Wrestling with the Past

A cheating scandal sank his lifelong dream of a military career. Now Rodney Walker -- aka Rukkus -- is a very different kind of warrior.

Cover Story

July 11, 1999|By Neal Thompson | By Neal Thompson,SUN STAFF

It's 6:30 on a Friday night, almost show time at the Big Kahuna, a gaudy, beach-themed complex of restaurants and bars just off Interstate 95 in Wilmington, Del. Backstage, large men in sequined costumes drink and smoke, stubbing out their butts in plates of cold spaghetti. They tell raunchy jokes to women in bikinis and await orders from the promoter of tonight's show, a frenetic, tuxedoed man with slicked-back hair named Izzy.

"Where's the midget?!" Izzy screams.

Izzy scurries about, barking instructions to these men a foot taller than himself. Men named the Giant Leprechaun and the Hustler, all of them minor-league wrestlers with dreams of bigger venues. Izzy tells them when they will go on tonight, and whether they will win or lose.

Off to one side, keeping his distance from the others, sits Rodney Walker. Instead of sequins, he wears a simple uniform of black tights and boots. As show time nears, he finds a spot between an ice machine and a pizza oven to stretch and exercise. He peels off a T-shirt to reveal a thick, well-toned, tattooed torso. On one arm, in blue ink, is the name "Rukkus." On the other, the words "No Fear." Etched in blue on his chest is the face of an infant boy.

For all his menacing muscle, Walker, a handsome man with a shiny bald head and a big smile on his round face, is polite and almost shy. If you met him elsewhere, you'd never guess that three to five nights a week, he transforms himself into Rukkus -- a snarling, fan-taunting, body-slamming, chair-throwing professional wrestler.

As he strides through the crowd in time to a thumping rap beat, his tattooed muscles glistening with baby oil, you'd certainly never guess that only a few years before, he'd worn the crisp dress white uniform of an aspiring Marine officer at the U.S. Naval Academy at Annapolis.

But that was six long, painful years ago. Rodney Walker is 29 now. He's 80 pounds heavier, more worldly wise than he was then.

The Big Kahuna crowd is ready for him. As Walker approaches the ring to face 300-pound Frank "The Delaware Destroyer" Finnegan, they scream obscenities, call him unspeakable things. He screams right back.

It's the sort of treatment you get when you are the bad guy. Walker is used to it. It was worse in his final, grueling days at the Naval Academy, when they called him cheater, traitor, liar. In this dark and smoky place, at least, the taunts are his applause.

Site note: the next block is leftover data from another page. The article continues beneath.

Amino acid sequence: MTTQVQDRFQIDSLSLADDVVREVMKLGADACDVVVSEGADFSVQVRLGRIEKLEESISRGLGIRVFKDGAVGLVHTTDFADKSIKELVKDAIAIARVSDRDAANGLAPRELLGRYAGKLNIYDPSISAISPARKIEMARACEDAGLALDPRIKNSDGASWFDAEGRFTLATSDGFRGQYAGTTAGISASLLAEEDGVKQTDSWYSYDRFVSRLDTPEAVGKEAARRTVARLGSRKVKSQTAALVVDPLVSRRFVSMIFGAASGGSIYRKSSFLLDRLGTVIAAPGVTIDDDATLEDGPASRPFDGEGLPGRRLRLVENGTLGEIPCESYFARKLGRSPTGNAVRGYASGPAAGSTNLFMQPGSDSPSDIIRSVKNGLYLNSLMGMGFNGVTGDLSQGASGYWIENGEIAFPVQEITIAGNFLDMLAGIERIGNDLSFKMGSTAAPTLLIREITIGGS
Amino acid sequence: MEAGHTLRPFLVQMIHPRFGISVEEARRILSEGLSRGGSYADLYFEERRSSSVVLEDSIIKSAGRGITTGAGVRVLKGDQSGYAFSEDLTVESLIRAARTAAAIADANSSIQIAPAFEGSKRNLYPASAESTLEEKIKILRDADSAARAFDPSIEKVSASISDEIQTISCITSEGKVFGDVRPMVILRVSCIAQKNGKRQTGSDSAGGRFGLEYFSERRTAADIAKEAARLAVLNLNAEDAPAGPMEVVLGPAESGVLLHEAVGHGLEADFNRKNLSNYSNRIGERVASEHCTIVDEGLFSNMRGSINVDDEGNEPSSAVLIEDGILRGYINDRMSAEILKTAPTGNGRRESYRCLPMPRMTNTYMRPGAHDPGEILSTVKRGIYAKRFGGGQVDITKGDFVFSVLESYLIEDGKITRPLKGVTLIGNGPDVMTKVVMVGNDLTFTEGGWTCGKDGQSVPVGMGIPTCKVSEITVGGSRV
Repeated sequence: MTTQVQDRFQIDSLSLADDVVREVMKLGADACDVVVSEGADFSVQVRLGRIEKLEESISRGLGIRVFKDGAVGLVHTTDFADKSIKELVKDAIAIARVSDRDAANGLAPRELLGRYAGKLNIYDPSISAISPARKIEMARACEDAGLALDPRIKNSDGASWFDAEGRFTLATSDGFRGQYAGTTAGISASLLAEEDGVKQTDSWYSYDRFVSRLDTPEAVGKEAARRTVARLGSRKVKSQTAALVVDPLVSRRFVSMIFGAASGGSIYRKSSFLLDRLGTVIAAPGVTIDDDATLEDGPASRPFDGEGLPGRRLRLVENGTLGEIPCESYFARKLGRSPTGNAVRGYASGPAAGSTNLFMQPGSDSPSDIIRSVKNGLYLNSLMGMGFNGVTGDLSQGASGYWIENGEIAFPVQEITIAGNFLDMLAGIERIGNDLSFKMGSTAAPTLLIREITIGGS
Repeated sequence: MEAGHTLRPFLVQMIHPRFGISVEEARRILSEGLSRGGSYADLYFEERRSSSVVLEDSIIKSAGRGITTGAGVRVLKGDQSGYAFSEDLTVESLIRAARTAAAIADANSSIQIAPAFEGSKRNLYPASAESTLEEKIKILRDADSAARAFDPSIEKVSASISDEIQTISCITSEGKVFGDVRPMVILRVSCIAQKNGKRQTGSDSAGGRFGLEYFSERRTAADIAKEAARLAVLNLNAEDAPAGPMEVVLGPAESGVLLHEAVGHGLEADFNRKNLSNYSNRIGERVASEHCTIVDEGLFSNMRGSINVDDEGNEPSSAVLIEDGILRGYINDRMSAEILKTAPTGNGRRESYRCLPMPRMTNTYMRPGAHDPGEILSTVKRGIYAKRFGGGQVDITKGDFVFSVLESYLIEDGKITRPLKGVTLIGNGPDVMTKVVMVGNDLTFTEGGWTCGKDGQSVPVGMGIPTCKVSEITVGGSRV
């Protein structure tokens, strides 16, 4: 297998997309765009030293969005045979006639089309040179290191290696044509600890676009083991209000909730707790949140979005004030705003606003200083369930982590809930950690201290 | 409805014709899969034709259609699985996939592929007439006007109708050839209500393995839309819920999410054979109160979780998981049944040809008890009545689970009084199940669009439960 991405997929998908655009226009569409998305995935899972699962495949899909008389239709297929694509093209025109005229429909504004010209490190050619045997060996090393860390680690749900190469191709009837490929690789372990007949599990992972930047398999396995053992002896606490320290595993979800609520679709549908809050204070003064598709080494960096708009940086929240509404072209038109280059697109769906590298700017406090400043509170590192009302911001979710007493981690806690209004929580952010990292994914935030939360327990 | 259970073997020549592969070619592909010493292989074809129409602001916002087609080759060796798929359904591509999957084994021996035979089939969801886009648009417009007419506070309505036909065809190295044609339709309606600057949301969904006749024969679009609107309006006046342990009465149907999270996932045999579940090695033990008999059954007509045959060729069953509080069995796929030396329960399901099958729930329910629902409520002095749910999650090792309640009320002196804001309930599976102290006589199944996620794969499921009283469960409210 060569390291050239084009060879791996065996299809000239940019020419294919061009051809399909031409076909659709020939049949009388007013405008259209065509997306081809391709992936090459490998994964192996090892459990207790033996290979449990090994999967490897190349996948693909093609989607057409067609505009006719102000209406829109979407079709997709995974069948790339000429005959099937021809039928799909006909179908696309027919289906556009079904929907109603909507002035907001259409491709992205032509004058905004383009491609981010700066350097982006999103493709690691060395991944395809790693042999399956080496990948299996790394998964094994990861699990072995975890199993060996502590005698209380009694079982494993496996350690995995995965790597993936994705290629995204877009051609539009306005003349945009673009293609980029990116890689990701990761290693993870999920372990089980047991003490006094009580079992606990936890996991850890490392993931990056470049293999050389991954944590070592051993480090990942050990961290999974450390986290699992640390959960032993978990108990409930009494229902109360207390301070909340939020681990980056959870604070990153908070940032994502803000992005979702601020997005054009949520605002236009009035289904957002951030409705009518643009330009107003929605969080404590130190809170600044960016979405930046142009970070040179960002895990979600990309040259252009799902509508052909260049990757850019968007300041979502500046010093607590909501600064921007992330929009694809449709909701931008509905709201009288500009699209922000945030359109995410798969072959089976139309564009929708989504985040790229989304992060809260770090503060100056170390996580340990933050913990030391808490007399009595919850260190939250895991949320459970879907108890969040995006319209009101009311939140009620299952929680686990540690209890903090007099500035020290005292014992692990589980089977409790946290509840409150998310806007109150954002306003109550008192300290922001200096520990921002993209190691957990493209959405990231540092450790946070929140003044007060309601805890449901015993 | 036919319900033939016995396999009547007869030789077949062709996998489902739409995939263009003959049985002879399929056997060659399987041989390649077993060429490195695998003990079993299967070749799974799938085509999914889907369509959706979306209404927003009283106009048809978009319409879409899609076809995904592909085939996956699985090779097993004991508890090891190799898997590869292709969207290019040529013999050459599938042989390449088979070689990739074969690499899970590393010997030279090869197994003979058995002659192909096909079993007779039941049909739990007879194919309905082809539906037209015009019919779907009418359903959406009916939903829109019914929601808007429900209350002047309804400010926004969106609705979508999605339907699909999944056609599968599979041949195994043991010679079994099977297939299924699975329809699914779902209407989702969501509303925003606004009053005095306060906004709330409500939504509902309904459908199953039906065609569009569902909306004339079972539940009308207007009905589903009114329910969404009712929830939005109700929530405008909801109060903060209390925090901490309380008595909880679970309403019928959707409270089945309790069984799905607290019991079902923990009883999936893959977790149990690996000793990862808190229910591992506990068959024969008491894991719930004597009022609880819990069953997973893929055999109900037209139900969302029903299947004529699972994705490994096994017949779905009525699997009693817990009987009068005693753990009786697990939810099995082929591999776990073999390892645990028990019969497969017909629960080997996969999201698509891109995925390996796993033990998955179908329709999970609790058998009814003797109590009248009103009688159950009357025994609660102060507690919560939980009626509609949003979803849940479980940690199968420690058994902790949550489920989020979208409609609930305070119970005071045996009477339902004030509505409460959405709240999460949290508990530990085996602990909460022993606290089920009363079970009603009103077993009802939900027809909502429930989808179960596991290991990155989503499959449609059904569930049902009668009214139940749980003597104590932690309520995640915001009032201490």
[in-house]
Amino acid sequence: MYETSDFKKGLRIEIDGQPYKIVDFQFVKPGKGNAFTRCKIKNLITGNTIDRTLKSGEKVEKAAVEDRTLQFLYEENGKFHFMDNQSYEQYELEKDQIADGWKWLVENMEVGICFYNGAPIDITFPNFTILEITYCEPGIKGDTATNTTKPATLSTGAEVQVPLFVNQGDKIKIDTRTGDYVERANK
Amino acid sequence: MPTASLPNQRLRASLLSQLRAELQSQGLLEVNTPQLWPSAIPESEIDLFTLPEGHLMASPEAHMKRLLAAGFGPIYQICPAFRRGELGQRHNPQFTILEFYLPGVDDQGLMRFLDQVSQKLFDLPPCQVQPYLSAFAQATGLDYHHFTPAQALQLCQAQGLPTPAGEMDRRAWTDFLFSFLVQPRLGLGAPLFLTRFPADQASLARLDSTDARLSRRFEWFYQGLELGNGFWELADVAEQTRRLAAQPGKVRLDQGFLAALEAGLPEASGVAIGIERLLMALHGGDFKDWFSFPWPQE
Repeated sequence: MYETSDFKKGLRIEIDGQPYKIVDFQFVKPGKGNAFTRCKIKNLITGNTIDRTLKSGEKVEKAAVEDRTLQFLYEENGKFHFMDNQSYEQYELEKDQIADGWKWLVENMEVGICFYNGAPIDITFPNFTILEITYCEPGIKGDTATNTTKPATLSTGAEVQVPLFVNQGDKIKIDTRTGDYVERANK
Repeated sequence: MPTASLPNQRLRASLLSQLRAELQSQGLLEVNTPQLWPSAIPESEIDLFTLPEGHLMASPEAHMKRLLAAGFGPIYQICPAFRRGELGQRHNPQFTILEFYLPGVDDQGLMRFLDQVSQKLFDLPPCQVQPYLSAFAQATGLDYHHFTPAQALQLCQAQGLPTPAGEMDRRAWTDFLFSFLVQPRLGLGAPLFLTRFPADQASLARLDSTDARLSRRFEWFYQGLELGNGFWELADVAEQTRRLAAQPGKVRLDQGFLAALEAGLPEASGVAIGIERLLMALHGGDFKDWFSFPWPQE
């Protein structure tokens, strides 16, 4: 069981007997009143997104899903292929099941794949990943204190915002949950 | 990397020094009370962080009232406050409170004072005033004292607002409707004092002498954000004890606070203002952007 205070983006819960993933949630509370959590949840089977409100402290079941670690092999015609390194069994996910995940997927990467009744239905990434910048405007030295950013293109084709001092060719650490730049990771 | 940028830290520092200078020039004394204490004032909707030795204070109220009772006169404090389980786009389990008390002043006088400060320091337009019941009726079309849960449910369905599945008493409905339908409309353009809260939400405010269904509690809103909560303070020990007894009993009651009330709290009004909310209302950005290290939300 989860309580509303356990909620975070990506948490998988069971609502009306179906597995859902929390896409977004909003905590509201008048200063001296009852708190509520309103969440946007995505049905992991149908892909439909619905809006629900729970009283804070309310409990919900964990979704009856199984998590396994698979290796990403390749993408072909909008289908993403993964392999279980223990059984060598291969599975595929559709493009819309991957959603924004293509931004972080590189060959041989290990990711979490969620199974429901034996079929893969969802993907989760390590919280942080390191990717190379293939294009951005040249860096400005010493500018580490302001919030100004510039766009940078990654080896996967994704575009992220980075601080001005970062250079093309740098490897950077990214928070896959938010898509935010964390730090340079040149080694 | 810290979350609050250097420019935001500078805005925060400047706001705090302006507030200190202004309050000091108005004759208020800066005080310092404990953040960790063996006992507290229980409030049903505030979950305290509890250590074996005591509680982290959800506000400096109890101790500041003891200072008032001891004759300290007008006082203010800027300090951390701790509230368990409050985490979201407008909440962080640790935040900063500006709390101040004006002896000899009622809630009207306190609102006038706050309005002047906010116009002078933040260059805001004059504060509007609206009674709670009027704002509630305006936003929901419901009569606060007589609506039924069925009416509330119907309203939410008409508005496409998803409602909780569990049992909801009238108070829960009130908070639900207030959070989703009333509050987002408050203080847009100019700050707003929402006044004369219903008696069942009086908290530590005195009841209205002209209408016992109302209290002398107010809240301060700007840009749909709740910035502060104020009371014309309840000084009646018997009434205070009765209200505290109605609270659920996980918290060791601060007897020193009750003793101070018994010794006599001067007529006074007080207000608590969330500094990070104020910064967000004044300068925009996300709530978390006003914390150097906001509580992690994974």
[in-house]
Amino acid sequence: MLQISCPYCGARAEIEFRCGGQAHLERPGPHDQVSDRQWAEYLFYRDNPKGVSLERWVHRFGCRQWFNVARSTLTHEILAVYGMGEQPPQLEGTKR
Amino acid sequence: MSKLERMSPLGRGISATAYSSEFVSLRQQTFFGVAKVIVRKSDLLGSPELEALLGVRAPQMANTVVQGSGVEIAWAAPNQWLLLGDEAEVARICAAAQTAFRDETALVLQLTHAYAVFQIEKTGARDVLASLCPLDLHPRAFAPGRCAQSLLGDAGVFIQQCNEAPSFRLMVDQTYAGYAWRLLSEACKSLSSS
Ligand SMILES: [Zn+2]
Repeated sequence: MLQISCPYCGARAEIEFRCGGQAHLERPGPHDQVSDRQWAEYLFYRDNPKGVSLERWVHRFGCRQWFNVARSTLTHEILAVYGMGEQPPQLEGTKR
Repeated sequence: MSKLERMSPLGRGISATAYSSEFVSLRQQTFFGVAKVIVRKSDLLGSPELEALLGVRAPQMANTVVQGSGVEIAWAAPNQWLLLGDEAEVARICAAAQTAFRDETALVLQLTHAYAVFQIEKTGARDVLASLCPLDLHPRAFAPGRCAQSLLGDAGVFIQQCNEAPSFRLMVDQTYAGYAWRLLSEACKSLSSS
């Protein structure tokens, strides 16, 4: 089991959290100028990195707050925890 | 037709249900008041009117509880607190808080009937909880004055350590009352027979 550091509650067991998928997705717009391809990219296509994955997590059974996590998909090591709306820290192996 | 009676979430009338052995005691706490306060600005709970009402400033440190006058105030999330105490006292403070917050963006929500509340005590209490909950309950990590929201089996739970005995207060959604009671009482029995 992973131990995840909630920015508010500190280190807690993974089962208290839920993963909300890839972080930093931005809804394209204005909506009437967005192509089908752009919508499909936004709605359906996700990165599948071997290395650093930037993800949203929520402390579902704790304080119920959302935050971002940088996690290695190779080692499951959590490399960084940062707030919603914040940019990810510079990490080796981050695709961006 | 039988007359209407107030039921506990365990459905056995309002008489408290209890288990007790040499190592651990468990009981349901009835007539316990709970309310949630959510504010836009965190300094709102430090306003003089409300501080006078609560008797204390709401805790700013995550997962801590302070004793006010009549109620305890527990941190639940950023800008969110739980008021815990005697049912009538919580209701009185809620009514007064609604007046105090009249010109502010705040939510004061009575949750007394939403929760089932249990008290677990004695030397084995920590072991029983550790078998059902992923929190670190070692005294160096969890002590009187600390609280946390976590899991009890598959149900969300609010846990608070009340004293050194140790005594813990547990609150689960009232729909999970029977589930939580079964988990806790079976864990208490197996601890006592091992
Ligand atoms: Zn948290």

Walker puts his hand over the tattoo on his chest. This is for you, Mykelti. Then he steps through the ropes and into the ring.

Seeds of a scandal

The transformation of a promising midshipman named Rodney Walker into a wrestler named Rukkus began at the Naval Academy in the last days of the fall semester of 1992, when a cheating scandal rocked Annapolis.

Some details of the scandal have been widely reported. But the full story of the next 18 months, of how events triggered by Walker grew beyond his control, forever changing many lives -- and the academy itself -- has remained untold. Interviews with numerous former midshipmen, Navy investigators and officers and a review of thousands of Navy documents shed new light on some of the academy's darkest hours.

Walker was a well-liked, sharp-dressed junior. The Atlanta native had arrived at the academy a bit older than most classmates; he enlisted for a year in the Marines and then, at the suggestion of the academy's admissions board, spent a year at the Naval Academy Prep School in Rhode Island.

Walker wanted to become a Marine officer, a chance given to one in six academy graduates. He also wanted to earn the respect of his father, his hero, a successful businessman despite only a third-grade education. And by early December of 1992, Walker was getting there. Just 18 months from graduating, his grades were A's and B's, and Christmas break was nearing.

But first, there was the final exam in Electrical Engineering. EE-311, also known as "Double E" or "wires," was one of the academy's most difficult courses, full of complicated math and arcane terminology.

The EE exam was still almost two weeks away on Dec. 1 when Professor Raymond Wasta, the course coordinator, sent the test he'd prepared via campus mail to the academy photocopy center. A log book would show it never arrived. So, a week later, Wasta hand-delivered a backup copy. Two days later, a Friday, he picked up stacks of photocopies and went home.

About that same time, a friend and classmate of Walker's named Christopher Rounds knocked on his buddy's door. The two, pals since freshman year, lived on the same floor of Bancroft Hall, the massive stone dormitory where all 4,000-plus midshipmen lived.

Rounds told Walker he wanted to take his girlfriend to dinner, but needed money. He had, he confided, a copy of the EE final; would Walker help him sell a few copies at $50 apiece?

Walker, who was pulling an "A" in the class, didn't need the test himself. But he liked to be liked. Plus, he owed Rounds $100. So he agreed.

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